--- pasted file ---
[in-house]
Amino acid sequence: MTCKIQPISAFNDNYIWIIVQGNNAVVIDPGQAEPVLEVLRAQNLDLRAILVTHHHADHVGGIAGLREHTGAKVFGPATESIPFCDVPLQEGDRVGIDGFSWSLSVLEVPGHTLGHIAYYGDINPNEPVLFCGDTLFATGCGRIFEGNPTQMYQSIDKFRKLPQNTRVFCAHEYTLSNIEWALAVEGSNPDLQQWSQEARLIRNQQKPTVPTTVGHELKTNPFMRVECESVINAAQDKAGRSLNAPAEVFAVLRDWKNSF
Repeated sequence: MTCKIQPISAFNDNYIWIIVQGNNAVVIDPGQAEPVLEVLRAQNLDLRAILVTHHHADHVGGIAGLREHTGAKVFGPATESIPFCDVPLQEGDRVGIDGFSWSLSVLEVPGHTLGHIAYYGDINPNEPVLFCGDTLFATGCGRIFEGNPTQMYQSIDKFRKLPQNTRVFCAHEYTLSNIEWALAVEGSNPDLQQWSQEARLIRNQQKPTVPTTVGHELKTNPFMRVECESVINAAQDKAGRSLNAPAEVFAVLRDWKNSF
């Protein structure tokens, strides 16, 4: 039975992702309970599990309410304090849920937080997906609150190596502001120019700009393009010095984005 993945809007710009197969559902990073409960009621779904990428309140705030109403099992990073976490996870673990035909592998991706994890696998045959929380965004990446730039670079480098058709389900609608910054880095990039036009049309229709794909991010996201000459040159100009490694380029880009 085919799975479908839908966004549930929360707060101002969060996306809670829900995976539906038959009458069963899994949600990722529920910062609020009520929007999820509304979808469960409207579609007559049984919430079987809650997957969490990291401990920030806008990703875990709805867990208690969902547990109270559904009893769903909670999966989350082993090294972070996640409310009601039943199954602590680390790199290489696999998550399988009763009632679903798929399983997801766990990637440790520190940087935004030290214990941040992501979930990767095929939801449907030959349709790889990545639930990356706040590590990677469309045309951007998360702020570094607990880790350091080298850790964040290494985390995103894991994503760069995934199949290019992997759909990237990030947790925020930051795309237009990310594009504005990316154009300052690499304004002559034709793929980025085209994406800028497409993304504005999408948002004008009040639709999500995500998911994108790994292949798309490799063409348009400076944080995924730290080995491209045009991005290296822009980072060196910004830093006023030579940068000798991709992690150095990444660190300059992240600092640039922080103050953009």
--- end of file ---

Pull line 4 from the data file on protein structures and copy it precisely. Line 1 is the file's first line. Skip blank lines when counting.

């Protein structure tokens, strides 16, 4: 039975992702309970599990309410304090849920937080997906609150190596502001120019700009393009010095984005 993945809007710009197969559902990073409960009621779904990428309140705030109403099992990073976490996870673990035909592998991706994890696998045959929380965004990446730039670079480098058709389900609608910054880095990039036009049309229709794909991010996201000459040159100009490694380029880009 085919799975479908839908966004549930929360707060101002969060996306809670829900995976539906038959009458069963899994949600990722529920910062609020009520929007999820509304979808469960409207579609007559049984919430079987809650997957969490990291401990920030806008990703875990709805867990208690969902547990109270559904009893769903909670999966989350082993090294972070996640409310009601039943199954602590680390790199290489696999998550399988009763009632679903798929399983997801766990990637440790520190940087935004030290214990941040992501979930990767095929939801449907030959349709790889990545639930990356706040590590990677469309045309951007998360702020570094607990880790350091080298850790964040290494985390995103894991994503760069995934199949290019992997759909990237990030947790925020930051795309237009990310594009504005990316154009300052690499304004002559034709793929980025085209994406800028497409993304504005999408948002004008009040639709999500995500998911994108790994292949798309490799063409348009400076944080995924730290080995491209045009991005290296822009980072060196910004830093006023030579940068000798991709992690150095990444660190300059992240600092640039922080103050953009």